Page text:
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Russia-Linked Spies Deliver Malware via DDE Attack

The Russia-linked cyber espionage group tracked as APT28 and Fancy Bear has started delivering malware to targeted users by leveraging a recently disclosed technique involving Microsoft Office documents and a Windows feature called Dynamic Data Exchange (DDE).

The Russia-linked cyber espionage group tracked as APT28 and Fancy Bear has started delivering malware to targeted users by leveraging a recently disclosed technique involving Microsoft Office documents and a Windows feature called Dynamic Data Exchange (DDE).

Researchers at McAfee noticed the use of the DDE technique while analyzing a campaign that involved blank documents whose name referenced the recent terrorist attack in New York City.

Researchers warned recently that DDE, a protocol designed for data exchanges between Windows applications, could be used by hackers as a substitute for macros in attacks involving malicious documents. Shortly after, security firms reported seeing attacks leveraging DDE to deliver malware, including Locky ransomware.

Microsoft pointed out that DDE, which has been replaced with Object Linking and Embedding (OLE), is a legitimate feature. The company has yet to make any changes that would prevent attacks, but mitigations included in Windows do provide protection, and users are shown two warnings before the malicious content is executed.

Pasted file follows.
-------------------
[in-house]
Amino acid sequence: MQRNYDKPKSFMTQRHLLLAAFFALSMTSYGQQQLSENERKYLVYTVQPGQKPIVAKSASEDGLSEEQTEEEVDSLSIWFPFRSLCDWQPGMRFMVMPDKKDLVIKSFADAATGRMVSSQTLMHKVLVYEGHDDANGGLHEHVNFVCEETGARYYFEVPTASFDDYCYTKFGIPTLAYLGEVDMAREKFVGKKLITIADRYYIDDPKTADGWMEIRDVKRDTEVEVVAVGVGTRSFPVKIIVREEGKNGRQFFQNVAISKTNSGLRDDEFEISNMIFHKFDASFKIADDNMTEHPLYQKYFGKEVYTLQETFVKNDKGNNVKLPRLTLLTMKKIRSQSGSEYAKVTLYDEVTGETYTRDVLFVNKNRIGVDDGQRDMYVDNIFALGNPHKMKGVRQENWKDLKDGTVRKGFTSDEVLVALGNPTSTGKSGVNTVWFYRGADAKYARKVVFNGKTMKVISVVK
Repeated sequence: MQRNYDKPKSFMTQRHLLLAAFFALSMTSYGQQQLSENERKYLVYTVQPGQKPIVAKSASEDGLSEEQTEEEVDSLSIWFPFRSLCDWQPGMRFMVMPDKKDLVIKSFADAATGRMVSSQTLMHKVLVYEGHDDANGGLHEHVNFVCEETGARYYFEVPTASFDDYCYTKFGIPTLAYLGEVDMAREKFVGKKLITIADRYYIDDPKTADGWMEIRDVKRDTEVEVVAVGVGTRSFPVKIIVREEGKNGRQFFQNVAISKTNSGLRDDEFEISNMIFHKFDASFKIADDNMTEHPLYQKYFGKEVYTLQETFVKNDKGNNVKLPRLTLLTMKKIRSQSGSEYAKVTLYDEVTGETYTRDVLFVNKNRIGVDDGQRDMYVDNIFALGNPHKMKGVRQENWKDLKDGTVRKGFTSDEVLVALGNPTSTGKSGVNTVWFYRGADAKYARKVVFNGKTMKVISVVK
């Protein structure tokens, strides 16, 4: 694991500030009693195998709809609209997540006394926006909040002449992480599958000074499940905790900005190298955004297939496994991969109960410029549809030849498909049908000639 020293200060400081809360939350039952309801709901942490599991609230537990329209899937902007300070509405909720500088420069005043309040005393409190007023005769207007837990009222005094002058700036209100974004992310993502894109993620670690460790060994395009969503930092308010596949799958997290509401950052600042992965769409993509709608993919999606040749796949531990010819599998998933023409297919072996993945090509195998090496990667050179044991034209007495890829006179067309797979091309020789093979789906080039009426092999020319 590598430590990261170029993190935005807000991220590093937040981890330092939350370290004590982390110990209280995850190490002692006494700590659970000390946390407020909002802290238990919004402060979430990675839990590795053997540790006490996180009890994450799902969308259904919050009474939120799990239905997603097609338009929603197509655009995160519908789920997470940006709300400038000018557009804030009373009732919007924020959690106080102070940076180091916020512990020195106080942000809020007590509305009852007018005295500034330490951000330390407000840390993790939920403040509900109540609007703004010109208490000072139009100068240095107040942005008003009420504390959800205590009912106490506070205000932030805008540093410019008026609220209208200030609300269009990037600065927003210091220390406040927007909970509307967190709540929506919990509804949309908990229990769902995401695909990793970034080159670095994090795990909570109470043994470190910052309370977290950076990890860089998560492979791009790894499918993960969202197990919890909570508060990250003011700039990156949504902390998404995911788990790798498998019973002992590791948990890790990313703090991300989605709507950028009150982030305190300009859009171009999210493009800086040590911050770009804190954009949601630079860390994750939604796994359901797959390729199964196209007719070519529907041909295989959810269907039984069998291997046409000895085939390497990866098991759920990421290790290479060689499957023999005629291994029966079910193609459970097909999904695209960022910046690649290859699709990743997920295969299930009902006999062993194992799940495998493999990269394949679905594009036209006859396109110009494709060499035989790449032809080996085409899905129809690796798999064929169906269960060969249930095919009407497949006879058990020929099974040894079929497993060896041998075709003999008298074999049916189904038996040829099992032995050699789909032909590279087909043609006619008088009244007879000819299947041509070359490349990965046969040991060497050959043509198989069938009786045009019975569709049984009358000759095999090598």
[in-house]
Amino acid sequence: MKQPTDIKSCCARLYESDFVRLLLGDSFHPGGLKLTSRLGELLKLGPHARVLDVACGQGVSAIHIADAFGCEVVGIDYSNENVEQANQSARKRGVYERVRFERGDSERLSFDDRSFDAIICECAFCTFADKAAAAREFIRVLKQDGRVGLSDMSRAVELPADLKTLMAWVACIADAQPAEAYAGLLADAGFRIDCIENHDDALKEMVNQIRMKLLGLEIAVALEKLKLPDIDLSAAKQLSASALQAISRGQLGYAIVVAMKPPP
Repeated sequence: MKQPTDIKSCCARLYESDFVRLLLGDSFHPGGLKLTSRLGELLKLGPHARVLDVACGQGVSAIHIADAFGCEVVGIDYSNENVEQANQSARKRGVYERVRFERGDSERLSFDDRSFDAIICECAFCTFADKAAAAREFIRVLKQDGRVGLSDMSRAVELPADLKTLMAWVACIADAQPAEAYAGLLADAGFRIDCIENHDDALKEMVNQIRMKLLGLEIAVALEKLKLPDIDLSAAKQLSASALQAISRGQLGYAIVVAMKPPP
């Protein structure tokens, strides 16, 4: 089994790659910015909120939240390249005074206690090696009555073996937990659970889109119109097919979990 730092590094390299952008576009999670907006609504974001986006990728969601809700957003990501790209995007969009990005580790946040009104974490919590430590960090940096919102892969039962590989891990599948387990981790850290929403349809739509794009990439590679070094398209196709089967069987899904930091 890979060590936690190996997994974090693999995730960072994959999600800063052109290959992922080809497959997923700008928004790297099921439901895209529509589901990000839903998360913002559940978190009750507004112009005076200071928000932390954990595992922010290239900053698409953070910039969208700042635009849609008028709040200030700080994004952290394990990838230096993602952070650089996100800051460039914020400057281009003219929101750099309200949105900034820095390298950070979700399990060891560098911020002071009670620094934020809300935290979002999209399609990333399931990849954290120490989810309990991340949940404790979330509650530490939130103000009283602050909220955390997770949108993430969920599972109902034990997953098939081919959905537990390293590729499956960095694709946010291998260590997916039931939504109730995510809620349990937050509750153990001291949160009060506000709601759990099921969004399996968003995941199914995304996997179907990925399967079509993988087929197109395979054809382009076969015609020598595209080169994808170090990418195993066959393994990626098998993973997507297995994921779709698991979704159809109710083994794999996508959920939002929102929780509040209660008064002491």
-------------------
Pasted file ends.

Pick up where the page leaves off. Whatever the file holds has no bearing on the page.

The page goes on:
In the APT28 attacks spotted by McAfee, cyberspies used the document referencing the New York City attack to deliver a first-stage malware tracked as Seduploader. The malware, typically used by the threat actor as a reconnaissance tool, is downloaded from a remote server using PowerShell commands.

Based on the analysis of the malware and command and control (C&C) domains used in the attack, researchers determined that the campaign involving DDE started on October 25.

The attack using the New York City incident as lure appears to be part of a campaign that also involved documents referencing Saber Guardian, a multinational military exercise conducted by the U.S. Army in Eastern Europe in an effort to deter an invasion (by Russia) into NATO territory.

Another recent APT28 attack leveraged a document describing CyCon U.S., a conference organized by the NATO Cooperative Cyber Defence Centre of Excellence (CCDCOE) in collaboration with the Army Cyber Institute at West Point. However, the CyCon attack relied on a malicious VBA script and it did not involve DDE.

“Given the publicity the Cy Con U.S campaign received in the press, it is possible APT28 actors moved away from using the VBA script employed in past actions and chose to incorporate the DDE technique to bypass network defenses,” McAfee researchers said in a blog post.

“[The] use of recent domestic events and a prominent US military exercise focused on deterring Russian aggression highlight APT28’s ability and interest in exploiting geopolitical events for their operations,” they added.

Related: Tech Firms Target Domains Used by Russia-linked Threat Group

Related: Attribution Hell – Cyberspies Hacking Other Cyberspies

Written By

Eduard Kovacs (@EduardKovacs) is a contributing editor at SecurityWeek. He worked as a high school IT teacher for two years before starting a career in journalism as Softpedia’s security news reporter. Eduard holds a bachelor’s degree in industrial informatics and a master’s degree in computer techniques applied in electrical engineering.

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